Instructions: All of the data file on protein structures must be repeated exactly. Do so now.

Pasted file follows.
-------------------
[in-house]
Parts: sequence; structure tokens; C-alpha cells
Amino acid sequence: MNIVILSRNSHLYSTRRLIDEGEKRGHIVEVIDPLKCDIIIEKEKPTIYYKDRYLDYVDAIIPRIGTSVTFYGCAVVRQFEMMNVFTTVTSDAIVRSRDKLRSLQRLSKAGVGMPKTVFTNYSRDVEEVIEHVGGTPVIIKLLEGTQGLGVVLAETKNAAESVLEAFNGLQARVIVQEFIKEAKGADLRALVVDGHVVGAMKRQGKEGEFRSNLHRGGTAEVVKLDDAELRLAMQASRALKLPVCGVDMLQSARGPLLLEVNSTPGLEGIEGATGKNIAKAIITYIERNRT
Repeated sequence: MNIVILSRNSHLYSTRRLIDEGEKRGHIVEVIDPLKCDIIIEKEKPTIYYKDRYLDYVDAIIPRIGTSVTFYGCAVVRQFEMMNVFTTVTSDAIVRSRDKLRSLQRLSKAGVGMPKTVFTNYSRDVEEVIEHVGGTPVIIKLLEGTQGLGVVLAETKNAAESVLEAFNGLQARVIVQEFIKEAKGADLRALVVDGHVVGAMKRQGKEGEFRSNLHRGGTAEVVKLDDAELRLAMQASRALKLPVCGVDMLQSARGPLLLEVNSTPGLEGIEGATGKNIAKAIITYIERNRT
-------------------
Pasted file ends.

[in-house]
Parts: sequence; structure tokens; C-alpha cells
Amino acid sequence: MNIVILSRNSHLYSTRRLIDEGEKRGHIVEVIDPLKCDIIIEKEKPTIYYKDRYLDYVDAIIPRIGTSVTFYGCAVVRQFEMMNVFTTVTSDAIVRSRDKLRSLQRLSKAGVGMPKTVFTNYSRDVEEVIEHVGGTPVIIKLLEGTQGLGVVLAETKNAAESVLEAFNGLQARVIVQEFIKEAKGADLRALVVDGHVVGAMKRQGKEGEFRSNLHRGGTAEVVKLDDAELRLAMQASRALKLPVCGVDMLQSARGPLLLEVNSTPGLEGIEGATGKNIAKAIITYIERNRT
Repeated sequence: MNIVILSRNSHLYSTRRLIDEGEKRGHIVEVIDPLKCDIIIEKEKPTIYYKDRYLDYVDAIIPRIGTSVTFYGCAVVRQFEMMNVFTTVTSDAIVRSRDKLRSLQRLSKAGVGMPKTVFTNYSRDVEEVIEHVGGTPVIIKLLEGTQGLGVVLAETKNAAESVLEAFNGLQARVIVQEFIKEAKGADLRALVVDGHVVGAMKRQGKEGEFRSNLHRGGTAEVVKLDDAELRLAMQASRALKLPVCGVDMLQSARGPLLLEVNSTPGLEGIEGATGKNIAKAIITYIERNRT